Jaime Lobato talks about human echolocation as a genuine, unexplored skill related to the location and the form of objects in space by the reflections of sound (echo and reverb). It involves self-produced body sounds for spatial information. It is an ability that humans possess, and use in daily life unconsciously and consciously in some specific situations, but always discreetly. Usually developed to surprising levels by visually impaired.
VIEW SIMILAR PRESENTATIONS
Collaboration, Invention, Music
BY TIM PHILLIPS
@ VOL 7
ON FEB 21, 2014
Tim Phillips is a sound artist, musician and inventor whose work aims at making people curious about sounds and rhythms while using participation and collaboration to encourage interdisciplinary and unexpected outcomes.
"Presentation of the Day" on May 3, 2014.
The Peanuts Theory
BY VEHLMANN FABIEN
@ VOL 10
ON JUL 01, 2015
"As I'm often asked about how I find my ideas, I finally decided to write down my own vision of the creation process, which I called "The Peanut theory", because it talks about peanuts lost in space and colliding each others... Thanks to that beautiful theory, everything will become cristal clear to you, folks !" Fabien Vehlmann
The Architecture of Sound
BY STEREOTANK !
@ VOL 6
ON OCT 19, 2015
Stereotank, founded by Venezuelan NY-based architects Marcelo Ertorteguy and Sara Valente, is dedicated to exploring the common territories between space and sound through the design and construction of sound instruments, urban artifacts, and public installations. At PK Night Brooklyn Volume 6, they share some of their sound recordings from installations around the world!
The Santa Barbara Center for Art, Science and Technology
Alan Macy is currently the Research and Development Director, past President and a founder of BIOPAC Systems, Inc. He designs data collection and analysis systems, used by researchers in the life sciences, that help identify meaningful interpretations from signals produced by life processes. Trained in electrical engineering and physiology, with over 30 years of product development experience, he is currently focusing on psychophysiology, emotional and motivational state measurements, magnetic resonance imaging and augmented/virtual reality implementations. He presents in the areas of human-computer interfaces, electrophysiology, and telecommunications. His recent research and artistic efforts explore ideas of human nervous system extension and the associated impacts upon perception. As an applied science artist, he specializes in the creation of cybernated art, interactive sculpture and environments.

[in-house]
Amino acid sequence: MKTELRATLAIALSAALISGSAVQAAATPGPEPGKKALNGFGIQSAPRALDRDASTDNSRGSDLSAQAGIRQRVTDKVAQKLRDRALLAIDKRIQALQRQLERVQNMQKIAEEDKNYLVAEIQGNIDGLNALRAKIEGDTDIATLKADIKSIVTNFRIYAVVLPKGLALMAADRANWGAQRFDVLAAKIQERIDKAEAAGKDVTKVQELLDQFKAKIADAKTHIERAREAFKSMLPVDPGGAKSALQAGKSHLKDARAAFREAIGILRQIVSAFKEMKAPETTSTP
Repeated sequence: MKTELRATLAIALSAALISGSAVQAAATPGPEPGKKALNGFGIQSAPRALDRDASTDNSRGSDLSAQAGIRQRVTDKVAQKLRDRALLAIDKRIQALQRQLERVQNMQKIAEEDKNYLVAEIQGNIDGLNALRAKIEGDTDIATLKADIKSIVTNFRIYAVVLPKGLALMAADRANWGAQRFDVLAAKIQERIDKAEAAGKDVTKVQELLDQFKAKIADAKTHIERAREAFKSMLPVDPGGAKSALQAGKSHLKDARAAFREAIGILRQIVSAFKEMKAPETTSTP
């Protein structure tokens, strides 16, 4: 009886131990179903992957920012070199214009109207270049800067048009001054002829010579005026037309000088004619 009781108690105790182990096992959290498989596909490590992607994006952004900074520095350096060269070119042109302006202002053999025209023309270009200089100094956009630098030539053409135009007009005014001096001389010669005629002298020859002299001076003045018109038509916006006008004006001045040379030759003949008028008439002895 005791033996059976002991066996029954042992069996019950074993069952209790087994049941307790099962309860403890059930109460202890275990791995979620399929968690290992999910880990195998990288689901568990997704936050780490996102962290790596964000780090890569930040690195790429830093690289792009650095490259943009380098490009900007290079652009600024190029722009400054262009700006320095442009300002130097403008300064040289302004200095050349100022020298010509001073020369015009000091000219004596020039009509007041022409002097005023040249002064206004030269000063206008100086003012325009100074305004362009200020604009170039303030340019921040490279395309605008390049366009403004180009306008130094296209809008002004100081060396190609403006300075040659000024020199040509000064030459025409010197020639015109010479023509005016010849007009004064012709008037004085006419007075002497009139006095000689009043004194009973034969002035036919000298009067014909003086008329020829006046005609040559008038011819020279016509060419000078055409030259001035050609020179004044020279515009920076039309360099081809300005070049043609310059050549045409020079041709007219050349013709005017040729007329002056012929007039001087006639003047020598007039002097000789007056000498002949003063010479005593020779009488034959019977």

Site, Space, Matter: Experiments in Laos
BY SOMPHONSACK 'TOUN' PHAYOUPHORN
@ VOL 3
ON JUN 02, 2016
"Toune" Phayouph is an architect trained in Switzerland who combines Lao and international traditions in architecture. Toun will present some of his architectural work in Laos, some already built, some not yet built, and some in the course of production.
BY KIRSTY KEATCH
@ VOL 33
ON NOV 02, 2017
Kirsty Keatch is a sound artist and creative programmer exploring the design of playful interactive sound in game systems, including AR and VR. Her work seamlessly integrates the dark arts of mobile technology with lighter creative contexts to widen people’s access to experiences with sound in installations in gallery spaces and mobile games.
Having completed a Masters in Sound Design by research at Edinburgh University, she worked with assistive music technology company, Skoogmusic. She had her kinetic sound installation, Katakata, curated at the Edinburgh International Science Festival in the National Museum of Scotland. Her recent AR game, Fit In, has been interpreted as a VR Party Game and been played at Arcadia in Dundee and V&A Friday Late in London.
The Intersection of Art and Science in Tom Stoppard's ARCADIA
BY GEORGE JUDY
@ VOL 7
ON JAN 26, 2018
Using images and issues from the greatest play of the late twentieth century, George Judy takes us on a journey into how Chaos Theory and principles of 'uncertainty' are a metaphor for life and art in our contemporary world.